The report details how corporations use their security teams, private contractors, and ex-federal agents to infiltrate nonprofit advocacy groups.
Nonprofit organizations are the new targets for corporations willing to hire spies to undermine their goals and dismantle missions they perceive as a threat to their dominance and wealth.
The Essential Information report, “Spooky Business: Corporate Espionage Against Nonprofit Organizations,” details corporate use of former CIA and FBI agents, whose tactics have included infiltration into prominent nonprofit organizations.
The report’s author, Gary Ruskin, says that corporations are using their security teams to deal with outside threats, which now include nonprofit advocacy groups that actively draw attention to specific corporate activities. In a sense, the nonprofit advocates are the new corporate threat.
“Many different types of nonprofits have been targeted with espionage, including environmental, anti-war, public interest, consumer, food safety, pesticide reform, nursing-home reform, gun control, social justice, animal rights and arms control groups,” the report said.
Other voices, same call
Ruskin isn’t the only one to dive into the world of corporate espionage research. Dr. Eveline Lubbers of the University of Bath in the UK published a report for the Institute of Policy Research detailing the tactics used by companies like McDonalds and Nestle and they’ve sought to reach into the world of their opposition.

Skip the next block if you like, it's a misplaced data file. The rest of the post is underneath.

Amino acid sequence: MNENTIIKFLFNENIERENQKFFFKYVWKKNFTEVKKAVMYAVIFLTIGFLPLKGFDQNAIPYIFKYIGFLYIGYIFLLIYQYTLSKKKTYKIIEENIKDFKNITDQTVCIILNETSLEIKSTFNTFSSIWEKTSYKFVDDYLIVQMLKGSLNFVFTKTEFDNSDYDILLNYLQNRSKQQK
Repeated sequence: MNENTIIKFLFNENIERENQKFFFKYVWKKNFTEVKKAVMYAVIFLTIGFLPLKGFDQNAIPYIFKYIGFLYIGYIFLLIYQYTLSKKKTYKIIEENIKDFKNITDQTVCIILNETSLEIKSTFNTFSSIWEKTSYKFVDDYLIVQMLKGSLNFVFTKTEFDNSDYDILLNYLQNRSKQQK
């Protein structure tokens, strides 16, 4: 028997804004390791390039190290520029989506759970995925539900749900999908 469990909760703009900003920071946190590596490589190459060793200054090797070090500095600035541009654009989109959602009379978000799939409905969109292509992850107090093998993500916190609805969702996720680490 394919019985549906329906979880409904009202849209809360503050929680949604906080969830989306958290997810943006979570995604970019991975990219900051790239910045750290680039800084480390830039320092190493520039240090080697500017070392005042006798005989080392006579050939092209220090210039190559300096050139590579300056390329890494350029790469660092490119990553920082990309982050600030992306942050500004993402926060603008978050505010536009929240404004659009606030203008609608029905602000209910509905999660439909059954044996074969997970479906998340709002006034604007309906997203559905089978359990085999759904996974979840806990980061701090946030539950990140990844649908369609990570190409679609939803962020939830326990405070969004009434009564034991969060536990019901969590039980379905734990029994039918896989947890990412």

“A corporation does not spy on its critics just to know what is going on, it does so to be prepared and to defend itself. The connection between surveillance and the gathering of intelligence on the one hand, and subsequent corporate strategy on the other, is crucial to understand what is happening and why,” the summary states.
Yet just as nonprofit and advocacy groups are calling out corporations for their espionage, some nonprofits are using a page out of the same playbook. Animal-rights organizations, for example, use infiltration and secret video to expose animal abuse in factory farming scenarios — a right lawmakers and corporate backers have attempted to limit.
The Animal and Ecological Terrorism Bill, a piece of American Legislative Exchange Council (ALEC) legislation, deemed it illegal for animal rights or environmental advocates to apply for a position under false pretenses, and in extreme cases, labeled them terrorists for doing so. Similar legislation has already been passed in a handful of states, including Missouri, Iowa and Montana.